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Issue # 43-4



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From The Trenches
Issue: 35-5
Support for the hamfisted

Let's get it out in the open. Let's talk about the dirty little secret all collectors are harboring.

No, not fakery. We all know that's out there, and we do no small amount of talking about it. Fakery is so far out of the closet it hasn't seen a hanger in years.

I'm also not talking about bad deals, bum steers, or laughable impulse purchases brought on by wishful thinking. Most of us freely fess up to that too. "The dumbest thing I ever bought was ..." "The worst deal I ever made was ..." Most collectors are admirably self-deprecating when it comes to owning up to some dunderheaded decisions.

No, I'm talking about the error that dare not speak its name.

Damage. Breakage. Destruction. Ruination. Now, I'm not pointing any fingers here—

I didn't do it.

Steve, get out of my column and go back to yours.

As I was saying, it's the dirty little secret. You decide a metal piece would be aesthetically improved if it were only a little less bent, so you ever so gently start bending, gently, gently, easy does it, and ker-snap. This is avowedly not the kind of event that makes a collector call a friend and say, "You won't believe what I just did."

No, instead the collector sits in silence, staring in horror at the damage he has wrought. And it's not as though there's a support group in which the bereft collector can grieve and regret in an atmosphere of trust and secrecy. There is no Hamfisted Anonymous.

There should be, because when you damage one of your pieces, the shock is strong. I'm reminded of the scene in "Prisoner of Second Avenue" in which the wife is trying to get through to the stunned husband that they've been robbed. "Robbed! Robbed! We used to have it, now they do! It used to be ours, now it's theirs!"

Except that when you destroy one of your pieces, it used to be yours and now it's no one's. All the glue and thread in the world won't put Humpty Dumpty back together again—not the way he was, anyway. And then there's the damage other people do to your pieces.

I wasn't in the room when it happened.

Steve, go away.

And even if I was in the room, you shouldn't have left it on a counter where it could fly off and break itself.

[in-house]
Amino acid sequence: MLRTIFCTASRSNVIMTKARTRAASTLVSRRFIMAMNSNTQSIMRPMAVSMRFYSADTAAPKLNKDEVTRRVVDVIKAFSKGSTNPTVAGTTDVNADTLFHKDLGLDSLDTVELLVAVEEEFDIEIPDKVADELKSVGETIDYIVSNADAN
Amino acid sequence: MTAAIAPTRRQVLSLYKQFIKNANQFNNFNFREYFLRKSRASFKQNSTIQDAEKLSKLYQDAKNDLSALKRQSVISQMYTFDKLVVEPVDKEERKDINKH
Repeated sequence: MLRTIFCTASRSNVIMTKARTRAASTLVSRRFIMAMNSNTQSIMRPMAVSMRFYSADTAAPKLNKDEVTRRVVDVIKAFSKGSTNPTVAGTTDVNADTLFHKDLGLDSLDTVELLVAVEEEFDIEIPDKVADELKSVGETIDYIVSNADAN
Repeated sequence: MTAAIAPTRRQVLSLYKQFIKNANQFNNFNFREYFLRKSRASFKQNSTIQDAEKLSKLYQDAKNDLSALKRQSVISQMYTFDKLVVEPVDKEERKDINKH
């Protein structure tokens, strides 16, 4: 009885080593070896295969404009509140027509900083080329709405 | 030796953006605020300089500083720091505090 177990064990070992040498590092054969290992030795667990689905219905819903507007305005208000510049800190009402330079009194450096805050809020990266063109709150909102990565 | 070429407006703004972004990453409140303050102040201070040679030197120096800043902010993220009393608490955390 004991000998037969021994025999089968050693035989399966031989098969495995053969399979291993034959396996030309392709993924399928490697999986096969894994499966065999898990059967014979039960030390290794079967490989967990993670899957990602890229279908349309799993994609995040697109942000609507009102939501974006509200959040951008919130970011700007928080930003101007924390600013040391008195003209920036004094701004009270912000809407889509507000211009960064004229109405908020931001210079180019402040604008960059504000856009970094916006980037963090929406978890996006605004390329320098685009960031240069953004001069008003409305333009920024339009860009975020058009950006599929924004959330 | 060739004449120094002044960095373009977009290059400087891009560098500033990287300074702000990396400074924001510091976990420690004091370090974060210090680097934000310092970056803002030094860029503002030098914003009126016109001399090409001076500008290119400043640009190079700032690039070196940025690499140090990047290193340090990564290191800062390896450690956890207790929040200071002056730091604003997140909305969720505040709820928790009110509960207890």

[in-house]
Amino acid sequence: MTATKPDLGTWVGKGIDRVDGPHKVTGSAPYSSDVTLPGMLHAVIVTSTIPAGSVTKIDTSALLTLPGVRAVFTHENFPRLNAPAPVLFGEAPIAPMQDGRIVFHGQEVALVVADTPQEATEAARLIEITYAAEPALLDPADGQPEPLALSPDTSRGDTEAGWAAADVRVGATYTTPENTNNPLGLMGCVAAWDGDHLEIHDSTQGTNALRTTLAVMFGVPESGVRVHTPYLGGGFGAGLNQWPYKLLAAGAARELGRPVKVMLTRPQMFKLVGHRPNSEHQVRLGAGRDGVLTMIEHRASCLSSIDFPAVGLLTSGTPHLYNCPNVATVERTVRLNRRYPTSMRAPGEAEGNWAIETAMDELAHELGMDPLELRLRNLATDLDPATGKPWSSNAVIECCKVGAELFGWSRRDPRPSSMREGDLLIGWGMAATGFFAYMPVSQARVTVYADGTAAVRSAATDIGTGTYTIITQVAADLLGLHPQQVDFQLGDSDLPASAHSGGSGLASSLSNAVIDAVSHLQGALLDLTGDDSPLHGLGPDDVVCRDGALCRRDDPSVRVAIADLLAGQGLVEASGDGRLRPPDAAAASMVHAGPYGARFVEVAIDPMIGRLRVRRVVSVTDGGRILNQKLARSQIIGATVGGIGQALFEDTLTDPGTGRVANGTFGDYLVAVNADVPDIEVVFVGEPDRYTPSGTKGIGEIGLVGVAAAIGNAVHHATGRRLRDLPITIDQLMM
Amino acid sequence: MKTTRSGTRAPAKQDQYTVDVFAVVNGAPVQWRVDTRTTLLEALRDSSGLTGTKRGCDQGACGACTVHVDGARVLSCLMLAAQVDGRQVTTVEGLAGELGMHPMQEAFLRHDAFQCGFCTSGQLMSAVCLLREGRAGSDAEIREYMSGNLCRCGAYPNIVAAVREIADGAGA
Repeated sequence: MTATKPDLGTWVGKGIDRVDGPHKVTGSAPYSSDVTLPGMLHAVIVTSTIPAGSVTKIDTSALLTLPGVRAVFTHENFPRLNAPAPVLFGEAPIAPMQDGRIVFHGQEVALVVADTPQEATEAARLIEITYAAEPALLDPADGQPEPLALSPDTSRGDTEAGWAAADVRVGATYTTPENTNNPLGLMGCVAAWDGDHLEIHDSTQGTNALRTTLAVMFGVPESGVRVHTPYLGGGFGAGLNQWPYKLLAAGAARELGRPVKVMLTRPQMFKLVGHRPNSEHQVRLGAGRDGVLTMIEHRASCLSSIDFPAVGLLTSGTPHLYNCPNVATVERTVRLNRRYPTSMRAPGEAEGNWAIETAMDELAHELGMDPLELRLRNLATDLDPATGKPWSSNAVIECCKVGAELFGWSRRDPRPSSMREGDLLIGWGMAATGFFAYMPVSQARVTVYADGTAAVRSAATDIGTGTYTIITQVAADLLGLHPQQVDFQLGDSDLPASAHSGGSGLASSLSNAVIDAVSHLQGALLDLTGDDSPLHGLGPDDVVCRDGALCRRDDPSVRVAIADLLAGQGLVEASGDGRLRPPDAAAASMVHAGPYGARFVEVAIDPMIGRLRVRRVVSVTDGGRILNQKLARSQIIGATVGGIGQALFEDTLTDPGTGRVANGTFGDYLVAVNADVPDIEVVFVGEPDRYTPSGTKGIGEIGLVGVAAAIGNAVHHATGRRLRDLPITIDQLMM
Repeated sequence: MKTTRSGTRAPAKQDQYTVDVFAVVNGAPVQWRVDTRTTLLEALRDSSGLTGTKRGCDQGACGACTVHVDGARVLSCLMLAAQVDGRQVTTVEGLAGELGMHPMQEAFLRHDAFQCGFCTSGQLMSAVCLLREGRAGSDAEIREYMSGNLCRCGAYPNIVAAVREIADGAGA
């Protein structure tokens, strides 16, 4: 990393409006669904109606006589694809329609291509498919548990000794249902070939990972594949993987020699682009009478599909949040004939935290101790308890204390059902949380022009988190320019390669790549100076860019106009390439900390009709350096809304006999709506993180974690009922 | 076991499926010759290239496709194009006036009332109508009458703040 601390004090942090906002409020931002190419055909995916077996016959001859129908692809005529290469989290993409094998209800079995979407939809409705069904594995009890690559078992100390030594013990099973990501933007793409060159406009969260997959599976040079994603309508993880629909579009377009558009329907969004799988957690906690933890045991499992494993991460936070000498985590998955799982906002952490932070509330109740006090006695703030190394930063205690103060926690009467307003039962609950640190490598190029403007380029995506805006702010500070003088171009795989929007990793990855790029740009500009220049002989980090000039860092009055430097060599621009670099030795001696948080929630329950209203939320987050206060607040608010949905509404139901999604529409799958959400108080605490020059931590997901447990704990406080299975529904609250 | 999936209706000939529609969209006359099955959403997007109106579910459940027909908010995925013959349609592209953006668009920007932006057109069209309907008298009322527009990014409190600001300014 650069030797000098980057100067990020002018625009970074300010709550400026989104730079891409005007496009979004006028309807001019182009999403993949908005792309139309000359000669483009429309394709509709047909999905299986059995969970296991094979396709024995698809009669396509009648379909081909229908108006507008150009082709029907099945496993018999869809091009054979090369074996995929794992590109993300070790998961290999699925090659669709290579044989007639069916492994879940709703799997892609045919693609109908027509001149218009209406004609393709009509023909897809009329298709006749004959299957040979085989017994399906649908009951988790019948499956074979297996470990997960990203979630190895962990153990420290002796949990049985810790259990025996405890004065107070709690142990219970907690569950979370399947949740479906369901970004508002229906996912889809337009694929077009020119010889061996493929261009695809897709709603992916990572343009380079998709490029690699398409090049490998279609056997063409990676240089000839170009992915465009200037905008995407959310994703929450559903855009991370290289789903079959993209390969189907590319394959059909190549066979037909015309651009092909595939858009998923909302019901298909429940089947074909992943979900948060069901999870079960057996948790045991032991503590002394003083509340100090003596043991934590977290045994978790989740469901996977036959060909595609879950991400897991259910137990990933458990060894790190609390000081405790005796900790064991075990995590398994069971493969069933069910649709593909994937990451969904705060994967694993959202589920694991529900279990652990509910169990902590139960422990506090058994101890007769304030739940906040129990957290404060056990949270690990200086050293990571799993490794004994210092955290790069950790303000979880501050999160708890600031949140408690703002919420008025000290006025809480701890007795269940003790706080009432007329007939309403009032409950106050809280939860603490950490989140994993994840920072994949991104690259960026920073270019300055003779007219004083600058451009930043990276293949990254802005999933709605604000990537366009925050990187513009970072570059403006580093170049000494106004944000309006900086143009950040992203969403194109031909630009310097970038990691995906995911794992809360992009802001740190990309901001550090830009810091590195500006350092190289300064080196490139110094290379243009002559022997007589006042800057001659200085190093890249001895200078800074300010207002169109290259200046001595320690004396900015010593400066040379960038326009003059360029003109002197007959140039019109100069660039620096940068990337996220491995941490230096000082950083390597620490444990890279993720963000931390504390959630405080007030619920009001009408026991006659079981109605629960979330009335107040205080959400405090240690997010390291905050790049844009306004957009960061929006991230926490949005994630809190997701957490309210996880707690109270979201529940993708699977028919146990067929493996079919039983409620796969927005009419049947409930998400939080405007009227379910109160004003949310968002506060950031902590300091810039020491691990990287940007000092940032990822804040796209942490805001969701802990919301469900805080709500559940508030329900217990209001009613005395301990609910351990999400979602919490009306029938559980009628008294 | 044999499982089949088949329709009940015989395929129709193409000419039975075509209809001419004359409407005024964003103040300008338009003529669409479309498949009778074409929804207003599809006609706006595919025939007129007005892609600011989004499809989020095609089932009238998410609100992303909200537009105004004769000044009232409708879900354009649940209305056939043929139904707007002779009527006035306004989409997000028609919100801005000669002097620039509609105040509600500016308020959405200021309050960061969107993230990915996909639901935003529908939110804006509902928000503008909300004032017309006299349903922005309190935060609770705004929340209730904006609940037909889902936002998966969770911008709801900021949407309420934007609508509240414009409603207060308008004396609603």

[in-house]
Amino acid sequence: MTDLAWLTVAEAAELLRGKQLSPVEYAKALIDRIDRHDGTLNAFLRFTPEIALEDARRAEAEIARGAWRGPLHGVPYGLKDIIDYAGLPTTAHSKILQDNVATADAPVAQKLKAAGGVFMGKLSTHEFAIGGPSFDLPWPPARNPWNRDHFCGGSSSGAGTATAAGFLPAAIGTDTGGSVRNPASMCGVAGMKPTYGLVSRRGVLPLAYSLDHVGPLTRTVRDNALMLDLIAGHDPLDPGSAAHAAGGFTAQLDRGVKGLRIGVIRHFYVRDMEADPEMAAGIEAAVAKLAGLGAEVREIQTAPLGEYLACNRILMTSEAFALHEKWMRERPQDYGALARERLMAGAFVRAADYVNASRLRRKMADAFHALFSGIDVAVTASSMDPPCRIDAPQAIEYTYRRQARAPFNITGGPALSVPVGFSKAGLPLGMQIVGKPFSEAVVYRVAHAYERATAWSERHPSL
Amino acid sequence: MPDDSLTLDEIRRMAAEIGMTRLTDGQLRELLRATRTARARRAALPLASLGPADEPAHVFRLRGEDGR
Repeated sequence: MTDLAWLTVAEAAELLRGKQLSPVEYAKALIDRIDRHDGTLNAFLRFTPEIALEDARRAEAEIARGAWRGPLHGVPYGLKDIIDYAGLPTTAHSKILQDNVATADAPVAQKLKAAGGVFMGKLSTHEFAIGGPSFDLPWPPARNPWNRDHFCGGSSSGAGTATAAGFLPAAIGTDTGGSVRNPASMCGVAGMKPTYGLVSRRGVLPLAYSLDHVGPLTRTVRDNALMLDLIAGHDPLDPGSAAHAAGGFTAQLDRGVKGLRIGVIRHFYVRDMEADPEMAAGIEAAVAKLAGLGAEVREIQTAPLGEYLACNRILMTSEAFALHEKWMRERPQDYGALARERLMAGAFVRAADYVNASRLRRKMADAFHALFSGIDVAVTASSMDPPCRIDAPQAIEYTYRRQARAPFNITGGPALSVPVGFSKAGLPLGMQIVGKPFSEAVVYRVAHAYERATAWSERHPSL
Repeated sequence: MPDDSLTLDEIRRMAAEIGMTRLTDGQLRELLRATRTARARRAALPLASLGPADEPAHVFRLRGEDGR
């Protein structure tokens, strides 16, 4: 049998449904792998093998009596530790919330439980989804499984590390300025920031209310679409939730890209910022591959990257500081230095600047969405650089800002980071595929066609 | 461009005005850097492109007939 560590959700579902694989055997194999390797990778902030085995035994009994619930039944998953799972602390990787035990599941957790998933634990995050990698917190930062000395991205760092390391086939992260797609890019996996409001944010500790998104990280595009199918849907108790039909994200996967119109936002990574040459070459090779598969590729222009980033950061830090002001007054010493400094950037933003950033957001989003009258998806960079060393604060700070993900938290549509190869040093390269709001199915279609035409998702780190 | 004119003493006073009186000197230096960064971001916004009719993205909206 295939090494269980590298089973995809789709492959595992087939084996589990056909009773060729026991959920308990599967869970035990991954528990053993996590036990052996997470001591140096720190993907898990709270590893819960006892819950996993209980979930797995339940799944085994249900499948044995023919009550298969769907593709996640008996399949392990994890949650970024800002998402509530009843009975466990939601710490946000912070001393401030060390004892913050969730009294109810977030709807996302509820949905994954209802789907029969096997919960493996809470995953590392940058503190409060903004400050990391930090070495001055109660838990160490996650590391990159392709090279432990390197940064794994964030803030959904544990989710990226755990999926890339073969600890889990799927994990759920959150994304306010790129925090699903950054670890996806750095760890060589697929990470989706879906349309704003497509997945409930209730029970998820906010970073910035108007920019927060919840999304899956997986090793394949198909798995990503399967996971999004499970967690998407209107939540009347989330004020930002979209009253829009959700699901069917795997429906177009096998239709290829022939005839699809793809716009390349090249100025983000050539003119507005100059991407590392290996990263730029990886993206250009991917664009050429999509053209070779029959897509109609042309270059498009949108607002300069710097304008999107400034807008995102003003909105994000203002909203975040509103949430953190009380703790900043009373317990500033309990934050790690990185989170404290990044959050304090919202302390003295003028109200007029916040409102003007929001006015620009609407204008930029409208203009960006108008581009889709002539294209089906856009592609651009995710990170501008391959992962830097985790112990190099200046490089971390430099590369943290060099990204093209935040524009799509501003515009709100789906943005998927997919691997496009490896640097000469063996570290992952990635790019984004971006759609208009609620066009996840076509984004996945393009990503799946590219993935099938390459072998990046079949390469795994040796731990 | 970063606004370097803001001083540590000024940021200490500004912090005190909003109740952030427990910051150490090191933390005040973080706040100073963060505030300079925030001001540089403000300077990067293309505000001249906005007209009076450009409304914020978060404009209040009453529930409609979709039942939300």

Dude, I have witnesses. Ric Savage was in the room when you accidentally elbowed my vintage Fiesta pitcher onto the floor, and it broke into pieces so small you could bury the remains in a snuff tin. You were also the only person in the room when my Bavarian pickelhaube tumbled onto a wood floor.

It grew wings.

Well, so did your Robert E. Lee miniature soldier when I was dusting.

You dust?

Not anymore.

Back to the point at hand. Damage happens, whether you cause it or someone else does. I think it would be vastly healthier for collectors' collective psyches and everyone in relationships with collectors if we all just came out of the closet and admitted it.

Speaker: "Hi, my name is Bob."

Assembled group: "Hi, Bob."

Speaker: "I broke something last night."

Wouldn't that be better?

The bottom line is: It's just stuff. Yes, I know it's heartbreaking when you annihilate a piece that managed to get along just fine without you for more than a century, thank you very much, and I know it's upsetting when you've inadvertently sucked a miniature Lee's head into the vaccuum and thrown it out with the trash. (Yes, I did that. At the time I didn't know Lee had lost his head. I mean, it's not as though it was something he was known for.)

It's just stuff, and as much as we love the stuff, the well-being of people comes before the well-being of stuff every time.

That said, I'll go first. Not only did I break the miniature Lee, I dented a canteen when it slipped through my fingers, and a leather chinstrap came apart in my hands when I was treating it. I also broke in two the saucer of an achingly delicate, beautifully hand-painted, $200 antique teacup set that I had told everyone not to touch because I didn't want them to break it. (Oh, yes, the irony is fierce.)

And—here it's told for the first time—I also broke the mate to that Fiesta pitcher, and it happened the exact same way. The sucker barely got bumped and it skittered across the counter and exploded on the floor like a detonation.

You never told me that.

I know. It's part of the interior omerta collectors adhere to: Never rat yourself out. I say the heck with that.

As near as I can tell, the only way to avoid stuff getting broken is to not have any stuff. Here are two visuals. First, a collector in a room full of stuff, and he's staring with dismay at the broken piece in his hands. Second, a collector in an empty room. The first is momentarily distressing, sure, but the second is unthinkable.

I say we all should just break the code of silence, owning up to our own lapses in meticulous care and forgiving those who accidentally trespass, if you will, against our stuff.

Hey, have you seen the Riker case I left on the coffee table?

I wasn't in the room when it happened. — Ed.

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